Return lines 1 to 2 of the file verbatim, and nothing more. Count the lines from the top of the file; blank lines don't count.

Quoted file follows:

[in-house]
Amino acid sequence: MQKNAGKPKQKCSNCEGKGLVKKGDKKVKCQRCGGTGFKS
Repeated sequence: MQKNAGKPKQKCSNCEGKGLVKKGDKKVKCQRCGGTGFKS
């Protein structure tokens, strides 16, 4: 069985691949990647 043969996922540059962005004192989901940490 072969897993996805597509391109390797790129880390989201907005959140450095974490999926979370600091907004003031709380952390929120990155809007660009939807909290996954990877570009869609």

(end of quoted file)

[in-house]
Amino acid sequence: MQKNAGKPKQKCSNCEGKGLVKKGDKKVKCQRCGGTGFKS